Bond Funds

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Topic Author
LarryCarell
Posts: 95
Joined: Mon Jun 15, 2020 5:58 pm

Bond Funds

Post by LarryCarell »

Dear Bogleheads,

For example if I decide to invest in Vanguard Short-Term Corporate Bond ETF (VCSH), and after that interest rate goes up by 2%, what will happen to NAV? And also will I see my SEC yield increase? How fast?


Thanks

Vanguard Short-Term Corporate Bond ETF (VCSH)
Average effective maturity
3.1 years
Average duration
2.8 years
Yield to maturity
1.2%
Van
Posts: 761
Joined: Wed Oct 27, 2010 9:24 am

Re: Bond Funds

Post by Van »

As I understand it, your NAV will decrease by 2 X the duration, 5.6%. The SEC yield will go up, but I don't know by exactly how much, nor do I know the time frame. Perhaps, one of the bond gurus will be able to give you a better answer.
dbr
Posts: 33842
Joined: Sun Mar 04, 2007 9:50 am

Re: Bond Funds

Post by dbr »

As above ^^ I suggest reading here: https://www.bogleheads.org/wiki/Bonds:_advanced_topics

I don't know the answer about SEC yield.
User avatar
arcticpineapplecorp.
Posts: 6213
Joined: Tue Mar 06, 2012 9:22 pm

Re: Bond Funds

Post by arcticpineapplecorp. »

Duration has another useful summary property, which is that if the yield curve shifts in parallel[note 1], then duration is the point of indifference to interest rate changes. For example, if a bond/portfolio/fund with a duration of 5 years experiences a market interest rate increase of 1%, its value will drop by approximately 5%; however, since the same coupon payment now represents a higher percentage of the bond's value, its yield is higher (it will match the market rate), and the higher yield plus higher market interest on coupon payments compensate for the NAV loss. Thus duration represents the length of time it would take for the total value of the fund, with dividends reinvested, to be worth exactly what it would have been worth had interest rates not risen. To be absolutely assured of receiving a given sum on a future date (assuming parallel shifts of the yield curve), therefore, you should gradually reduce the duration as the date approaches. A zero-coupon bond reduces duration by exactly the amount of time that passes, and is therefore the risk-less choice for meeting a future obligation. However, few investors have such exact demands on their capital. For most purposes, shifting from intermediate- or longer-term bonds to shorter-term bonds as the need for capital approaches will cause little risk; also, in practice non-parallel shifts of the yield curve are not likely to cause very large changes in returns.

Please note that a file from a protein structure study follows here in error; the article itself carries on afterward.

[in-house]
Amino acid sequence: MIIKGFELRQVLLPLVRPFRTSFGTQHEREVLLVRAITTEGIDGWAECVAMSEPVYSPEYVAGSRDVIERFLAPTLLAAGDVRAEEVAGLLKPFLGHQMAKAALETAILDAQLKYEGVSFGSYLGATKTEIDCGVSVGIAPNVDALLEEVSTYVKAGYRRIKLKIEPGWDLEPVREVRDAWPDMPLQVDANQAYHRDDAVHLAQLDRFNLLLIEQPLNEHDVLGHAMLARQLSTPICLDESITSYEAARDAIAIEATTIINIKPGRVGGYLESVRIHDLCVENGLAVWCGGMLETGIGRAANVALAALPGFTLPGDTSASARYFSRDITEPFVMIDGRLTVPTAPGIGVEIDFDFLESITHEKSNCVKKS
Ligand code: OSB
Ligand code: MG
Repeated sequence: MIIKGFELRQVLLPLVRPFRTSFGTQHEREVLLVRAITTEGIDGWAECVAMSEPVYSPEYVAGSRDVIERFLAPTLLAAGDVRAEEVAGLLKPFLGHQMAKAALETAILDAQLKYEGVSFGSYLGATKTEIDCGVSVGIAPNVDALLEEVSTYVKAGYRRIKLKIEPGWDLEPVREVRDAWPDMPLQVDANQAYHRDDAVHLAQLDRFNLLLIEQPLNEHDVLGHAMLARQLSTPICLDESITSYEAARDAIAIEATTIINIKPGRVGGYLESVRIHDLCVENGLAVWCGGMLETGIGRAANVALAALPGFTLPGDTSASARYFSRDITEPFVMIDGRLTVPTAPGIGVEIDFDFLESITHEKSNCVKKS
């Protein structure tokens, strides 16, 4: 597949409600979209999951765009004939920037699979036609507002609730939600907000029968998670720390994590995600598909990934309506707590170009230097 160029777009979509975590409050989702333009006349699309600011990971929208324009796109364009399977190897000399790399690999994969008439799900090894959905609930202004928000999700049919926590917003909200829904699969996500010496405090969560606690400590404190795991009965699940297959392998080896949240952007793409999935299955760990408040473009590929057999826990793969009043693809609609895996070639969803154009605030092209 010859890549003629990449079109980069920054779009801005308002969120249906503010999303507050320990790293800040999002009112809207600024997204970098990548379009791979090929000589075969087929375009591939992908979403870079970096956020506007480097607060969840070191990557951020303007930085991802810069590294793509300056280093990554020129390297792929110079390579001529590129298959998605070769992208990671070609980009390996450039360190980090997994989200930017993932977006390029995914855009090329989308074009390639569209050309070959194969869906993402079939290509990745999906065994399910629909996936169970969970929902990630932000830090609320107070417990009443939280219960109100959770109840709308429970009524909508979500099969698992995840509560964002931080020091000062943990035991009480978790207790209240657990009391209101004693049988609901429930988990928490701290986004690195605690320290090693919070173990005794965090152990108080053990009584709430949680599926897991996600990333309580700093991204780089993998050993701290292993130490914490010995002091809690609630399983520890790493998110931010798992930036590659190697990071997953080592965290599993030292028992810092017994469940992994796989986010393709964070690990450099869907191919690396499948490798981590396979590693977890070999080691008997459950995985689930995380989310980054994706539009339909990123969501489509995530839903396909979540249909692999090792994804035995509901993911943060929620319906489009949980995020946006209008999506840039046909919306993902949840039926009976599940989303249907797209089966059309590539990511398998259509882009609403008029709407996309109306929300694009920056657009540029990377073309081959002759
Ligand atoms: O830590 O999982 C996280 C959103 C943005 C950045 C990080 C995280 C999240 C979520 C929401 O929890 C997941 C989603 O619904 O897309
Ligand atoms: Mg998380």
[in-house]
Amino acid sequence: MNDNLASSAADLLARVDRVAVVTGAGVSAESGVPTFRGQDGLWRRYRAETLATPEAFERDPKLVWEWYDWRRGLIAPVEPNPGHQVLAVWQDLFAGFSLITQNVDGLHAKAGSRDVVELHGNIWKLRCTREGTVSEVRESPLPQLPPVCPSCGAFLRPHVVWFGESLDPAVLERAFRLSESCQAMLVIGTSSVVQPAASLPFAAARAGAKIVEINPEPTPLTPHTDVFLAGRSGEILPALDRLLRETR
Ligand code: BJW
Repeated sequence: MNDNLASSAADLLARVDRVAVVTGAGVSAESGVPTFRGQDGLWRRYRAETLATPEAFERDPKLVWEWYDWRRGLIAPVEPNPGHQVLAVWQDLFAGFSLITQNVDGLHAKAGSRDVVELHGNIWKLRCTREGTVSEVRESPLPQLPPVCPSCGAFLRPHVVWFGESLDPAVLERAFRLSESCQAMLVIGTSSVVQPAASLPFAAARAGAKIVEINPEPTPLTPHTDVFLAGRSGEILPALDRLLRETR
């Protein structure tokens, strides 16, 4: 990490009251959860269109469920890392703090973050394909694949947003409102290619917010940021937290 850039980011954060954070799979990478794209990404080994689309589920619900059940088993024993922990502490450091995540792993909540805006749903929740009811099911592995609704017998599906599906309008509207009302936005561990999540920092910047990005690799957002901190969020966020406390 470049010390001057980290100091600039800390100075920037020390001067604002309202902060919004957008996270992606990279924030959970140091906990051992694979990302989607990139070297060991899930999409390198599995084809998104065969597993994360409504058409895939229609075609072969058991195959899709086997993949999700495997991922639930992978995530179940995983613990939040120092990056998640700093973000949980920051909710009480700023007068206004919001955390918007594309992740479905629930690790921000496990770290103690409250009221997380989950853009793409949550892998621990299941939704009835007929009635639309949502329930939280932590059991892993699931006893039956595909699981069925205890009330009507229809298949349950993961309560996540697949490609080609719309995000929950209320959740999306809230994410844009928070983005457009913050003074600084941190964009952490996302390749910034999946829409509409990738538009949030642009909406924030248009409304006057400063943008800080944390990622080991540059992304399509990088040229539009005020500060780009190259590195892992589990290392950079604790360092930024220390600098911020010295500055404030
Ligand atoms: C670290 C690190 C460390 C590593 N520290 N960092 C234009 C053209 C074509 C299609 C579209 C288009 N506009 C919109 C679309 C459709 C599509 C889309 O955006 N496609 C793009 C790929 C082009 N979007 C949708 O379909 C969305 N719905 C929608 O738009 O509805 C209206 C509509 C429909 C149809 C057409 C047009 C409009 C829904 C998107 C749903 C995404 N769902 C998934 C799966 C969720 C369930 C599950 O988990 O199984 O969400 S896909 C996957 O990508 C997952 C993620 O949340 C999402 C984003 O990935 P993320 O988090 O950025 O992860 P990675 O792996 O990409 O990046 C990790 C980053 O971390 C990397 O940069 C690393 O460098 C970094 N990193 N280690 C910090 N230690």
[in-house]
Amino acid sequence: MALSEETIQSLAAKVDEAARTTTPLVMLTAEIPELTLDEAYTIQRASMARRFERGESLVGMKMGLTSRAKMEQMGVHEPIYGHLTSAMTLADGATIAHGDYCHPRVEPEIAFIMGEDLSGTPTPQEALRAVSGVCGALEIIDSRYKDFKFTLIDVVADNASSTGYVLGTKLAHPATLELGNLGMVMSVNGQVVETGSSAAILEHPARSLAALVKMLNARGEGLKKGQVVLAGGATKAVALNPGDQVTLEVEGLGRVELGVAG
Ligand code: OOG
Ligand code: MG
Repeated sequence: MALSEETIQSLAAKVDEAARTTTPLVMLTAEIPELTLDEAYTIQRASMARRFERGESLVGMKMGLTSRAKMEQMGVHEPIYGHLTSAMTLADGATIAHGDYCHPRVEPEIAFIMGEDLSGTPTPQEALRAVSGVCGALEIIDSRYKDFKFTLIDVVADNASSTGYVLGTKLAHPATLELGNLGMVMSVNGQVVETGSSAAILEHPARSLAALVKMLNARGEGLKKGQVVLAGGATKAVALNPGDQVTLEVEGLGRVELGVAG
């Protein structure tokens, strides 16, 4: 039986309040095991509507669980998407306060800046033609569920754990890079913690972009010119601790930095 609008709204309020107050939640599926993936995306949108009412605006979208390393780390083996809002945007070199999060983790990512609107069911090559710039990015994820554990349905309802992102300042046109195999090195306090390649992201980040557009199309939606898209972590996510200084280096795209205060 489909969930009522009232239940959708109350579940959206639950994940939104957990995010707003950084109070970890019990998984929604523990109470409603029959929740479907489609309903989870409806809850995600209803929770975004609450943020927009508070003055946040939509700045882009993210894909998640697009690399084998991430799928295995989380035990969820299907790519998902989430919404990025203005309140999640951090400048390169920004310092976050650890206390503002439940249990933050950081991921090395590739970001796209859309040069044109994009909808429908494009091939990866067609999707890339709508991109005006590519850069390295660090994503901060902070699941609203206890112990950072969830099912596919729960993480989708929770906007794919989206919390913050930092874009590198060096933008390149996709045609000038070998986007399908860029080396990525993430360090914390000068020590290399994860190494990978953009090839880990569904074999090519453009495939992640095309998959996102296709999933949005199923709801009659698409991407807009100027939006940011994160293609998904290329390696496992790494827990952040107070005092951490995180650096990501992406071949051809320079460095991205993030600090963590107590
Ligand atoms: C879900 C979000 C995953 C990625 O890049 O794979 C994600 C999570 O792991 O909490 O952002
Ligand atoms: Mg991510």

https://www.bogleheads.org/wiki/Bonds:_advanced_topics
It's "Stay" the course, not Stray the Course. Buy and Hold works. You should really try it sometime. Get a plan: www.bogleheads.org/wiki/Investment_policy_statement
Topic Author
LarryCarell
Posts: 95
Joined: Mon Jun 15, 2020 5:58 pm

Re: Bond Funds

Post by LarryCarell »

arcticpineapplecorp. wrote: Fri Jul 17, 2020 3:15 pm
Duration has another useful summary property, which is that if the yield curve shifts in parallel[note 1], then duration is the point of indifference to interest rate changes. For example, if a bond/portfolio/fund with a duration of 5 years experiences a market interest rate increase of 1%, its value will drop by approximately 5%; however, since the same coupon payment now represents a higher percentage of the bond's value, its yield is higher (it will match the market rate), and the higher yield plus higher market interest on coupon payments compensate for the NAV loss. Thus duration represents the length of time it would take for the total value of the fund, with dividends reinvested, to be worth exactly what it would have been worth had interest rates not risen. To be absolutely assured of receiving a given sum on a future date (assuming parallel shifts of the yield curve), therefore, you should gradually reduce the duration as the date approaches. A zero-coupon bond reduces duration by exactly the amount of time that passes, and is therefore the risk-less choice for meeting a future obligation. However, few investors have such exact demands on their capital. For most purposes, shifting from intermediate- or longer-term bonds to shorter-term bonds as the need for capital approaches will cause little risk; also, in practice non-parallel shifts of the yield curve are not likely to cause very large changes in returns.

https://www.bogleheads.org/wiki/Bonds:_advanced_topics
dbr wrote: Fri Jul 17, 2020 3:05 pm As above ^^ I suggest reading here: https://www.bogleheads.org/wiki/Bonds:_advanced_topics

I don't know the answer about SEC yield.

That article helped a lot! Thank you!
Van wrote: Fri Jul 17, 2020 2:27 pm As I understand it, your NAV will decrease by 2 X the duration, 5.6%. The SEC yield will go up, but I don't know by exactly how much, nor do I know the time frame. Perhaps, one of the bond gurus will be able to give you a better answer.

Thats correct, i think! Thanks!
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